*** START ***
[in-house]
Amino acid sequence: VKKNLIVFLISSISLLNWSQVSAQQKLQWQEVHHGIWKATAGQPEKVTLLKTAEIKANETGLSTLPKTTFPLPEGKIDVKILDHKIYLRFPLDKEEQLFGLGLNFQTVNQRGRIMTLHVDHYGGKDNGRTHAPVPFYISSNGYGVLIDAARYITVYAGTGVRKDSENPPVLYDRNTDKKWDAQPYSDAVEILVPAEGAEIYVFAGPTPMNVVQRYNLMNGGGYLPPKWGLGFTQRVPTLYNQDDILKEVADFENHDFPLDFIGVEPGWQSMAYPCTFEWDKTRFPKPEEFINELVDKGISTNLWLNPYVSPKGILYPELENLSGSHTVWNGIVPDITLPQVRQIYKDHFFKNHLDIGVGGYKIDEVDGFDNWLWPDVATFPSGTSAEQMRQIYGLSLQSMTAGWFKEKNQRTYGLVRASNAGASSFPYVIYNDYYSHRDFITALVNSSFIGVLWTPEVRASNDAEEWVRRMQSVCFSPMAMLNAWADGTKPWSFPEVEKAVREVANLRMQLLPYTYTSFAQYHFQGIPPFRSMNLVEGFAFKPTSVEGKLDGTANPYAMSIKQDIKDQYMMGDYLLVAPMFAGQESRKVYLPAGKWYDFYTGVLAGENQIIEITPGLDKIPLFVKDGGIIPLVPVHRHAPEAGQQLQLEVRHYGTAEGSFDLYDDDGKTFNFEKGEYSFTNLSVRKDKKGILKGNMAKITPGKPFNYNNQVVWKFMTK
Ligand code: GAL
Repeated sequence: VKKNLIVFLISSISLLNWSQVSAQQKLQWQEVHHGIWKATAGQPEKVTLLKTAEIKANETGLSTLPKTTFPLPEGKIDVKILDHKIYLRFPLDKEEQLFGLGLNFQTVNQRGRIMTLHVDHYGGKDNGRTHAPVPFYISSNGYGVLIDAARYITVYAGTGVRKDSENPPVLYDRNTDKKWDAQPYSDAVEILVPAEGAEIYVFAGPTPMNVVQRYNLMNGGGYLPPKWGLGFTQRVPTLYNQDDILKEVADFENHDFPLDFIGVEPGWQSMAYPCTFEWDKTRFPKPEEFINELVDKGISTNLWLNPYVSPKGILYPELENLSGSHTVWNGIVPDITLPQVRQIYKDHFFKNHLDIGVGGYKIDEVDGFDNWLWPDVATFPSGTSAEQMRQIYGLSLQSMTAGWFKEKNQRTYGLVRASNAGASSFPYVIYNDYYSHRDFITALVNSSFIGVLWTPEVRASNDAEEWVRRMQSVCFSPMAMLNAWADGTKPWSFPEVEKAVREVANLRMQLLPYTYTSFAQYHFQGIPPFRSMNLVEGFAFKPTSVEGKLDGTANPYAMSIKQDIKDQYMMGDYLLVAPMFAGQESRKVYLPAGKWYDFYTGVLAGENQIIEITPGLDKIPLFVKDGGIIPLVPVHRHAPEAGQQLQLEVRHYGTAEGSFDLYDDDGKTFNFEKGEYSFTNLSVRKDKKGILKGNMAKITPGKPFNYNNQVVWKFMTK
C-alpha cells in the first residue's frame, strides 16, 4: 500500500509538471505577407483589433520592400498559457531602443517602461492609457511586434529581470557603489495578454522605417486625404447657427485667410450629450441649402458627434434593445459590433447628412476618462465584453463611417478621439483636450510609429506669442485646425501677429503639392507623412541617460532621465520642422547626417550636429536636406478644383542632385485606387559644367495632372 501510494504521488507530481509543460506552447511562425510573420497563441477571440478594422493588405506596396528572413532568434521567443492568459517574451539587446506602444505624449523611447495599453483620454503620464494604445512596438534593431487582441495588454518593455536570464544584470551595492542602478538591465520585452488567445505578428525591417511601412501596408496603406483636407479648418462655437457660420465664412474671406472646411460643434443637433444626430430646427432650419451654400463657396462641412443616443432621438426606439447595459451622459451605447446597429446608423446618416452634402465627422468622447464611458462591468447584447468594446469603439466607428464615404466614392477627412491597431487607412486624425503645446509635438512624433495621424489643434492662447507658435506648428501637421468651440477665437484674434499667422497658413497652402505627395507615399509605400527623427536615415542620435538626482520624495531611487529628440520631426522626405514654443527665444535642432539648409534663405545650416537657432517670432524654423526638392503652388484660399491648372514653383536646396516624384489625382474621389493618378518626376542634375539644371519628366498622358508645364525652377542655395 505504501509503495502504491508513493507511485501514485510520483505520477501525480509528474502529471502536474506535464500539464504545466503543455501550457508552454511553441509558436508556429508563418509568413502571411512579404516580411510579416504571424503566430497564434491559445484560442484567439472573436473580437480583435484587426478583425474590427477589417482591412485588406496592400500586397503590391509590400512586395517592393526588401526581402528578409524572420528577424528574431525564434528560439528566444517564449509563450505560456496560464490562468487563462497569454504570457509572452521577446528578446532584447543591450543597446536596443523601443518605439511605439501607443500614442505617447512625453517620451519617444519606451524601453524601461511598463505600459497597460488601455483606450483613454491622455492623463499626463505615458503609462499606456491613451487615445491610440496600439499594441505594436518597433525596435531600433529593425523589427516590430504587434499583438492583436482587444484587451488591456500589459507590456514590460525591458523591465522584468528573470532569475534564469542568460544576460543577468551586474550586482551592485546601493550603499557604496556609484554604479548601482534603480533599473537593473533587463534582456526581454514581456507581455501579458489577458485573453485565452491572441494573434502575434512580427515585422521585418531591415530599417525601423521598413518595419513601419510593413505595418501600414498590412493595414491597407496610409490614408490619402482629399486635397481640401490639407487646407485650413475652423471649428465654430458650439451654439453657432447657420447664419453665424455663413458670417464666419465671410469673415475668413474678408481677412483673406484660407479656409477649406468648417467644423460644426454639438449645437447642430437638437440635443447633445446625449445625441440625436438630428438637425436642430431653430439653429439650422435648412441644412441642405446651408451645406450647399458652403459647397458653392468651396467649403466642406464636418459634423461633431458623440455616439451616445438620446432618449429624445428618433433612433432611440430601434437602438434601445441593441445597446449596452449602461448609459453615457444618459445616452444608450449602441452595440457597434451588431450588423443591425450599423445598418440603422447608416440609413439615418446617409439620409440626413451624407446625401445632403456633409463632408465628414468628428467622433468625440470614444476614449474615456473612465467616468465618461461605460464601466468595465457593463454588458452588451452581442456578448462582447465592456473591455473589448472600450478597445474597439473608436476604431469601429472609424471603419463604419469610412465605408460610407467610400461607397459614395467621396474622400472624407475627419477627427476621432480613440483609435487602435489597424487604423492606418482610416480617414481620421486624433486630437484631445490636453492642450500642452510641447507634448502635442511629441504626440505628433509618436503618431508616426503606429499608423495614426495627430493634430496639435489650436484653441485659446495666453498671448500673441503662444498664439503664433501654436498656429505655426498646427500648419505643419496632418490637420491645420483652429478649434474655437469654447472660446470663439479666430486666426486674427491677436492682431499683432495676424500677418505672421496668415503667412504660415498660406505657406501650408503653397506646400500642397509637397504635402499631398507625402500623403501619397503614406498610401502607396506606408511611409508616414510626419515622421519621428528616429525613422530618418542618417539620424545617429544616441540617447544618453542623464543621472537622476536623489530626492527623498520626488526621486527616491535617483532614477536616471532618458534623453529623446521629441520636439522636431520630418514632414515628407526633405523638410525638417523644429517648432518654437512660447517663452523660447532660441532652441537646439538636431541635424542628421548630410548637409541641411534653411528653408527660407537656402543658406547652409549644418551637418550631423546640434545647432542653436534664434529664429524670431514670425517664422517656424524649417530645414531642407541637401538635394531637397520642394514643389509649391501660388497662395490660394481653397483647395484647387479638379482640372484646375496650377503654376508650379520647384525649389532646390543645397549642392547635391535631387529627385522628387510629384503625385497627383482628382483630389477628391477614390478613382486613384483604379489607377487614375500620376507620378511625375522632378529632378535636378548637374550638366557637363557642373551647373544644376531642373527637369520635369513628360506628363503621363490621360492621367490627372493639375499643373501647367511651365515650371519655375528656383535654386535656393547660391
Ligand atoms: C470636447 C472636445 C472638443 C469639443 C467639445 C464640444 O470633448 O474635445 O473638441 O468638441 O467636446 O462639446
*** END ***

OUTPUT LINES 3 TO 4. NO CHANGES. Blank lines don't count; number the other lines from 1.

Ligand code: GAL
Repeated sequence: VKKNLIVFLISSISLLNWSQVSAQQKLQWQEVHHGIWKATAGQPEKVTLLKTAEIKANETGLSTLPKTTFPLPEGKIDVKILDHKIYLRFPLDKEEQLFGLGLNFQTVNQRGRIMTLHVDHYGGKDNGRTHAPVPFYISSNGYGVLIDAARYITVYAGTGVRKDSENPPVLYDRNTDKKWDAQPYSDAVEILVPAEGAEIYVFAGPTPMNVVQRYNLMNGGGYLPPKWGLGFTQRVPTLYNQDDILKEVADFENHDFPLDFIGVEPGWQSMAYPCTFEWDKTRFPKPEEFINELVDKGISTNLWLNPYVSPKGILYPELENLSGSHTVWNGIVPDITLPQVRQIYKDHFFKNHLDIGVGGYKIDEVDGFDNWLWPDVATFPSGTSAEQMRQIYGLSLQSMTAGWFKEKNQRTYGLVRASNAGASSFPYVIYNDYYSHRDFITALVNSSFIGVLWTPEVRASNDAEEWVRRMQSVCFSPMAMLNAWADGTKPWSFPEVEKAVREVANLRMQLLPYTYTSFAQYHFQGIPPFRSMNLVEGFAFKPTSVEGKLDGTANPYAMSIKQDIKDQYMMGDYLLVAPMFAGQESRKVYLPAGKWYDFYTGVLAGENQIIEITPGLDKIPLFVKDGGIIPLVPVHRHAPEAGQQLQLEVRHYGTAEGSFDLYDDDGKTFNFEKGEYSFTNLSVRKDKKGILKGNMAKITPGKPFNYNNQVVWKFMTK